Housing in DuPage County
The DuPage Center for Independent Living does not own or manage any housing. We only have information and referral services for housing. Most of the calls the Center gets concerning housing are in two areas----affordable housing and accessible housing.
In DuPage County , most housing is pretty expensive. DuPage County has the second highest cost of living of all counties in the United States . The affordable housing in DuPage County is mostly subsidized housing, funded through federal vouchers. This program is generally known as the Section 8 Program. This program works by having a person pay a percentage of his income-----not a percentage of the rent to a landlord for his rent and the Federal Government pays the difference. Each county that administers this program works through its local housing authority. In DuPage County this would be the DuPage Housing Authority (www.dupagehousing.org).
The DuPage Housing Authority administers one form of the Section 8 Program, the housing choice vouchers. As of August 2002, the housing authority in DuPage County has not received any new vouchers from HUD (the Office of Housing and Urban Development) (www.hud.org). Although the DuPage Housing Authority is still open and running, it is just working on current vouchers. For all practical purposes, it is useless for people looking for a new voucher today.
The other form of the Section 8 Program is site-based or landlord-based housing vouchers. This program is also funded by HUD, but is administered by HUD directly with the owner/landlord. Instead of a person who has a voucher seeking out a possible landlord, a person would seek out a particular apartment in a particular building that has a voucher attached to it. Our Center has a list of these buildings in DuPage County . If you have any questions about your rights to a more accessible housing unit, please contact our Center.
One of the reasons that HUD has not granted the DuPage Housing Authority (or most any other housing authority) any new vouchers since 2002 has a lot to do with HUD's new housing focus: home ownership. HUD would rather put its money into mortgage vouchers than rental vouchers. HUD began a program to turn rental vouchers into mortgage vouchers in 2003, but you still need a current rental voucher to get into the program.
If you are interested in home ownership (and do not have a current DuPage rental voucher), there is still help available. The latest new program is being administered by the DuPage Home Ownership Center (www.dhoc.org). The program begins with a short educational meeting, followed by a credit consultation and finally leads to either help getting a specific three-part mortgage loan or help getting your credit repaired, so that you can eventually apply for the same mortgage loan.
Accessibility can mean a lot of different things to a lot of people. In the housing field accessibility means that a housing unit has certain accessible features: wider doorways (usually at least 36 inches wide), easy to access outlets and light switches, re-enforced walls for possible grab bars in the tub or shower, enough room in a small room for a normal wheelchair to swivel around 360 degrees, ramps or elevators and counters in a kitchen or bathroom that a wheelchair could slide under. There are a few other accessible features that could be included, but this is a good start.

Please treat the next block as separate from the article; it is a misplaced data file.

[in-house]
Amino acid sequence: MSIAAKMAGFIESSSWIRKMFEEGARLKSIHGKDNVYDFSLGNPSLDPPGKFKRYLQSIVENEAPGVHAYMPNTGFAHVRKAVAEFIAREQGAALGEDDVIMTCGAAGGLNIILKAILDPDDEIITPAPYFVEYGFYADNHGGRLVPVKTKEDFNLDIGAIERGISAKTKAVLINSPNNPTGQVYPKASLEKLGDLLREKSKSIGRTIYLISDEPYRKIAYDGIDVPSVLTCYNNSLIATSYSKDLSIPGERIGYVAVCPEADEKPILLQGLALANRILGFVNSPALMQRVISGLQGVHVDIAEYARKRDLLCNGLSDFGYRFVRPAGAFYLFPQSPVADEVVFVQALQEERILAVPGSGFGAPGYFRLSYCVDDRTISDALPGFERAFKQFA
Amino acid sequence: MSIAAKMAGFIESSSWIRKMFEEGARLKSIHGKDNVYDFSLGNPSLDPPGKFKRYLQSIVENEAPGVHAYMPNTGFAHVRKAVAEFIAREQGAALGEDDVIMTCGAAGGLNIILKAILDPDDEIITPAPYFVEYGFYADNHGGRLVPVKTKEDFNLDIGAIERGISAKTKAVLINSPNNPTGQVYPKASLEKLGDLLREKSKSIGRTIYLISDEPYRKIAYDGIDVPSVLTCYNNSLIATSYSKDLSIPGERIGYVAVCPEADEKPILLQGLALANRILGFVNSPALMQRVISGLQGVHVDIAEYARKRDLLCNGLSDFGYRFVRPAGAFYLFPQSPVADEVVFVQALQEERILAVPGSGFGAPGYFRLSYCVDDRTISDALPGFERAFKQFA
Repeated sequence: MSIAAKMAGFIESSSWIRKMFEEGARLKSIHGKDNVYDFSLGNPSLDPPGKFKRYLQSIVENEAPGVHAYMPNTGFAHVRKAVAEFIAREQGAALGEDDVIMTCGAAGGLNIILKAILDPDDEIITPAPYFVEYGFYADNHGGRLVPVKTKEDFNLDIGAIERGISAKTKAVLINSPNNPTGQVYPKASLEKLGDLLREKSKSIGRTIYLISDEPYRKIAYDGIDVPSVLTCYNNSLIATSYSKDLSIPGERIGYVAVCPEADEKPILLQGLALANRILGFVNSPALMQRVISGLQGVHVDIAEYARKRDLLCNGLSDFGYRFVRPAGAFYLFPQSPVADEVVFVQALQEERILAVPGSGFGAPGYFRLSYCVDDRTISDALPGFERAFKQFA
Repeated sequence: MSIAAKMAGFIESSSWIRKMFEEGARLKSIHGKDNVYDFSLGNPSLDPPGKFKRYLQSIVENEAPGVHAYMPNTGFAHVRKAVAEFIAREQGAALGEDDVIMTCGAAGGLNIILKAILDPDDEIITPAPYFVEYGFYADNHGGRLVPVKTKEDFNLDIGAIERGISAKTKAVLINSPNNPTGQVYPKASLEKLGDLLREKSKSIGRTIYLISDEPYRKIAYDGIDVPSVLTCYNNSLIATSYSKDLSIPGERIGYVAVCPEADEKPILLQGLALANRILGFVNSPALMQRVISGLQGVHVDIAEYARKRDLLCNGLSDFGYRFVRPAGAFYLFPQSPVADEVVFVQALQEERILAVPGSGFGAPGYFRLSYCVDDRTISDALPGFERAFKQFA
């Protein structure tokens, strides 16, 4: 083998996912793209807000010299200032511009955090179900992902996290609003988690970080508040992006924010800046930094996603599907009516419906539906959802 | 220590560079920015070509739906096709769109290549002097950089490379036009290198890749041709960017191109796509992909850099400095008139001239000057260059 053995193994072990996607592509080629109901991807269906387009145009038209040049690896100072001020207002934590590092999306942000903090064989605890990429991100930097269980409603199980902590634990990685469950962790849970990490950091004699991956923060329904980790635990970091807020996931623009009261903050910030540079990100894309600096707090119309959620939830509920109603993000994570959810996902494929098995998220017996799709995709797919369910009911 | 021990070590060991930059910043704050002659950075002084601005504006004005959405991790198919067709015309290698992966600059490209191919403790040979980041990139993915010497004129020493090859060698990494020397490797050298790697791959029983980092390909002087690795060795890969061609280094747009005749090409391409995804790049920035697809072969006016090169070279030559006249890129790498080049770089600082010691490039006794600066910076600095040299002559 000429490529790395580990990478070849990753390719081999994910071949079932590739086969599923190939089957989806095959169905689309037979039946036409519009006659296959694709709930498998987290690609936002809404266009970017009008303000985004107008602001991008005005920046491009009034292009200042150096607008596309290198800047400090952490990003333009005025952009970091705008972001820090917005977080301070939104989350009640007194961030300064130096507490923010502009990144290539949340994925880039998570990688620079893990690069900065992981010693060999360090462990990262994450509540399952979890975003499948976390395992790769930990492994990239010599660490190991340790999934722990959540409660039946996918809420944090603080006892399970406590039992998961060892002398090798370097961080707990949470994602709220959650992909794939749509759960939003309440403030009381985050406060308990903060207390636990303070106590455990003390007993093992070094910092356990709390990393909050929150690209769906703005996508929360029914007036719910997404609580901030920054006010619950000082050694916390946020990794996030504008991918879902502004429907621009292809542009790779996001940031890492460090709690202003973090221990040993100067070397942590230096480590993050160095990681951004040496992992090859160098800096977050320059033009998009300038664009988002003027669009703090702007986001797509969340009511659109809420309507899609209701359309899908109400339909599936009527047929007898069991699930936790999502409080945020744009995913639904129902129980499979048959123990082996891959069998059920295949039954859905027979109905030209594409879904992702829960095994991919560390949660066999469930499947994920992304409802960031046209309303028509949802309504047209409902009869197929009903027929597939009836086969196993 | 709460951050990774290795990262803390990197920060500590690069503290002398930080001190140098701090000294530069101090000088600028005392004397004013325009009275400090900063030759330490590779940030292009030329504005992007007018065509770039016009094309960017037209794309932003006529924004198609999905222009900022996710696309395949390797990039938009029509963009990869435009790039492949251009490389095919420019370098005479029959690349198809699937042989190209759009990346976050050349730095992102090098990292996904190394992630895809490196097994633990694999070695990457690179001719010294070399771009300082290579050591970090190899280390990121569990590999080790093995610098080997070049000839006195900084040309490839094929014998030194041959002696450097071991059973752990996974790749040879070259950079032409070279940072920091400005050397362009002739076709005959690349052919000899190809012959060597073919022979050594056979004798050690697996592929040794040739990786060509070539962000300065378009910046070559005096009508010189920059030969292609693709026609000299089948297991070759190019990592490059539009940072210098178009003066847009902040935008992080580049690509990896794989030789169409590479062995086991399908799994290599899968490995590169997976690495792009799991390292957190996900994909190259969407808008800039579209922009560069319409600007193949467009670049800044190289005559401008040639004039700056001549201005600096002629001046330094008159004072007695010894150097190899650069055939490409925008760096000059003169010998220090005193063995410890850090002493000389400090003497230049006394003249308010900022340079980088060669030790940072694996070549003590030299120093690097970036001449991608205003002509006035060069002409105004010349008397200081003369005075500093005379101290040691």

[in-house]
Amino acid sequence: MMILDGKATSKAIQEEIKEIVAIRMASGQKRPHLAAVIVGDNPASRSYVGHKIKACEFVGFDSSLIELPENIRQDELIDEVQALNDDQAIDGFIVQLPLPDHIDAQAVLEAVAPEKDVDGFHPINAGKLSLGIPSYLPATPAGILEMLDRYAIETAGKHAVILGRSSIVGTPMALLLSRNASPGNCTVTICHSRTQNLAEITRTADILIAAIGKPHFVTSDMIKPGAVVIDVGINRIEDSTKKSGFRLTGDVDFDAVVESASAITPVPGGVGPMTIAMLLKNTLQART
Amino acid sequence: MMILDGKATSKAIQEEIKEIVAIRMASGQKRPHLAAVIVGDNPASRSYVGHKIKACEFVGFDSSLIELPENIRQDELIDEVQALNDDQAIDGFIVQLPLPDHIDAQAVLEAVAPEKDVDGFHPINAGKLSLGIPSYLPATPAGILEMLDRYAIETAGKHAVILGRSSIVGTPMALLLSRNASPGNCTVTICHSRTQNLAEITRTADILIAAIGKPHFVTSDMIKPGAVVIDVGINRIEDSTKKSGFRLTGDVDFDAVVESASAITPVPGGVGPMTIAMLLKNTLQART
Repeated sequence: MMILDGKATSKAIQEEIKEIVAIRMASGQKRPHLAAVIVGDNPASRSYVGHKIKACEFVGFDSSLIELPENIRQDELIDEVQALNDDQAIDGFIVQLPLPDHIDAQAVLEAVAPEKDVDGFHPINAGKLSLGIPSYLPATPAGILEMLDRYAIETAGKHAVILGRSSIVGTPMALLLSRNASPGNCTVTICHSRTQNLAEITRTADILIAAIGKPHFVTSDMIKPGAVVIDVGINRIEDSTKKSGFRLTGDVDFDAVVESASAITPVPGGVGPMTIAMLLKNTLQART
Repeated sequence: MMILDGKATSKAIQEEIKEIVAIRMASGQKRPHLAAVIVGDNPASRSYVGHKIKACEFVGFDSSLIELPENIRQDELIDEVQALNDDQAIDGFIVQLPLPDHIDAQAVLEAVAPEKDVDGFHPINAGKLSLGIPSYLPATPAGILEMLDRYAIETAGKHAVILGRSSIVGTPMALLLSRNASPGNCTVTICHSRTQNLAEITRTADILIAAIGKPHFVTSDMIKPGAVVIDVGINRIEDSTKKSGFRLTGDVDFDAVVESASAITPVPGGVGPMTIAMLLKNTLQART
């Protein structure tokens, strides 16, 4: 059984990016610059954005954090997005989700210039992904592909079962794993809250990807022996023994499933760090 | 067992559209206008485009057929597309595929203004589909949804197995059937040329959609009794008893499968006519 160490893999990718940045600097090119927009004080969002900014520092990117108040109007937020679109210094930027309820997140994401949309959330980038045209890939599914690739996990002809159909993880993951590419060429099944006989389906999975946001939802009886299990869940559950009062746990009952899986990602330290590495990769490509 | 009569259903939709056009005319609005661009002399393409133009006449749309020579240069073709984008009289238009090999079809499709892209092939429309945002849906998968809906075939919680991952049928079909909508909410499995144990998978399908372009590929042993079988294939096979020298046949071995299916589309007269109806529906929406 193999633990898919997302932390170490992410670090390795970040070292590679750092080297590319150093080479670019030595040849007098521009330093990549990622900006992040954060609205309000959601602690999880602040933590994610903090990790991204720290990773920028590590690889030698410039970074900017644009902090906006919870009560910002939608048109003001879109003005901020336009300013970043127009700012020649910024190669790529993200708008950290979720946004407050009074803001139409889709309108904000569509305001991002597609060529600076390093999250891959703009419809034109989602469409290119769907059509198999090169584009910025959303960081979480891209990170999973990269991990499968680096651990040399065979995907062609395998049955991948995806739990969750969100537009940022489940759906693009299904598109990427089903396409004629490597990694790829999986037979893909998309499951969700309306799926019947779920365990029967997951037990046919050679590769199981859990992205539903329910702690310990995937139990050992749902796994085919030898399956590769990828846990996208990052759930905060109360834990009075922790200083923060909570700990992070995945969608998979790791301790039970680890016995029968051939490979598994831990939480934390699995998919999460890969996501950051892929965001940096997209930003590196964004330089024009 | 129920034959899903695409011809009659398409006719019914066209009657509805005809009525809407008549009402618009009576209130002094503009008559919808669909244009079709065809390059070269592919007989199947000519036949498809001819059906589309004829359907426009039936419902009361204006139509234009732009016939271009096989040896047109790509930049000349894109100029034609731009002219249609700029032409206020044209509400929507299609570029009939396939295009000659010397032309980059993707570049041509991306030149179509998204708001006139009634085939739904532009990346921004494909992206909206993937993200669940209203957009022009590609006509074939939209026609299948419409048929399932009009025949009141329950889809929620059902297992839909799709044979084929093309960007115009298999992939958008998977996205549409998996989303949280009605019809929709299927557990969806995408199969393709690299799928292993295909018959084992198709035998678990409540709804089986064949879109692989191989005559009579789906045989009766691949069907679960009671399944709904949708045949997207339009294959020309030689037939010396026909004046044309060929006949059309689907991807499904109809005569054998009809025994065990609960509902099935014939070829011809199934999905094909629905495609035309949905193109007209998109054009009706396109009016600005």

There are probably some really accessible housing units in DuPage County, but they are probably pretty expensive; possibly even custom built. Most people who contact the DuPage Center for Independent Living cannot afford a custom-built home, so we try to locate something else for them. There are a couple of accessible housing units in DuPage County. One is the Illinois Center for Independent Living in Naperville (630-357-0077). All units in this building are accessible. Another accessible apartment building----also in Naperville ----is Maple Court (630-357-3696). This building was built by Bill Malleris, a man who uses a wheelchair. He built this building to be accessible to anyone.
Another option for accessible housing is making your current housing unit more accessible to you. If you own a housing unit, you can determine what your accessibility needs are and have your housing unit altered to become more accessible. If you rent your housing unit, you will probably need your landlord's permission to make the accessible changes. Depending on the age of your housing unit, you may be able to force the landlord to let you make the accessible changes. If you have any questions about your rights to a more accessible housing unit, please contact our Center.
To become more independent in your housing may mean some financial help. To make housing units more accessible usually means a financial investment. To help any disabled person in Illinois to become more independent (and having a more accessible housing unit is part of that), a special loan program is now being offered by the Illinois Assistive Technology Program (IATP) (www.techconnect.iltech.org). This low-cost loan program can loan you as little as $500 and as much as $40,000. The interest rate is only 3% and, depending on circumstances, the loan can be extended for many years. All the paperwork for the Tech Connect loan is available at our Center.